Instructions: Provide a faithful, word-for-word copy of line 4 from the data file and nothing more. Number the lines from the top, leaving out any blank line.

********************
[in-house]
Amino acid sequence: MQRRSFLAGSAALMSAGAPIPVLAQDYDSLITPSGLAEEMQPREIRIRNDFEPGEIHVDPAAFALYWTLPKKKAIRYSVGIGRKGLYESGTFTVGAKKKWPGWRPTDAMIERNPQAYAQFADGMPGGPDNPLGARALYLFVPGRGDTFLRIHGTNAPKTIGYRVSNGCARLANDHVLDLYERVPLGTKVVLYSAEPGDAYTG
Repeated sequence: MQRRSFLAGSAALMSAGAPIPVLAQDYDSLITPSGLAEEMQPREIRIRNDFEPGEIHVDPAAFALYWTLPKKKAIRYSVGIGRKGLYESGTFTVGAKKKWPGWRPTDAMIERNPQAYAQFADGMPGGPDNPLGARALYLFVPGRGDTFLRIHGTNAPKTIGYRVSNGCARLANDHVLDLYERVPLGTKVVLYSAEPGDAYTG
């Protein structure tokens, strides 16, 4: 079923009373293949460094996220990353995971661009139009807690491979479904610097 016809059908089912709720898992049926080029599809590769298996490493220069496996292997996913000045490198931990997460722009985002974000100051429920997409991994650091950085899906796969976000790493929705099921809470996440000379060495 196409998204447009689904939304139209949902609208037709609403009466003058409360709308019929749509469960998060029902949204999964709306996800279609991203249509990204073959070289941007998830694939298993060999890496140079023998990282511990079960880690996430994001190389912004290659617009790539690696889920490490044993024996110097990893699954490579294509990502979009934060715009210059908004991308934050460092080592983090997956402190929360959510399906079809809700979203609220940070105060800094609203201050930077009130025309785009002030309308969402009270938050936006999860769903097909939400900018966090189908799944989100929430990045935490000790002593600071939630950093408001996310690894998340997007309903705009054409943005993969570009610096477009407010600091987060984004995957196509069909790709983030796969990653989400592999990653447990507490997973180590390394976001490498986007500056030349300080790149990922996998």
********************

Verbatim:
């Protein structure tokens, strides 16, 4: 079923009373293949460094996220990353995971661009139009807690491979479904610097 016809059908089912709720898992049926080029599809590769298996490493220069496996292997996913000045490198931990997460722009985002974000100051429920997409991994650091950085899906796969976000790493929705099921809470996440000379060495 196409998204447009689904939304139209949902609208037709609403009466003058409360709308019929749509469960998060029902949204999964709306996800279609991203249509990204073959070289941007998830694939298993060999890496140079023998990282511990079960880690996430994001190389912004290659617009790539690696889920490490044993024996110097990893699954490579294509990502979009934060715009210059908004991308934050460092080592983090997956402190929360959510399906079809809700979203609220940070105060800094609203201050930077009130025309785009002030309308969402009270938050936006999860769903097909939400900018966090189908799944989100929430990045935490000790002593600071939630950093408001996310690894998340997007309903705009054409943005993969570009610096477009407010600091987060984004995957196509069909790709983030796969990653989400592999990653447990507490997973180590390394976001490498986007500056030349300080790149990922996998």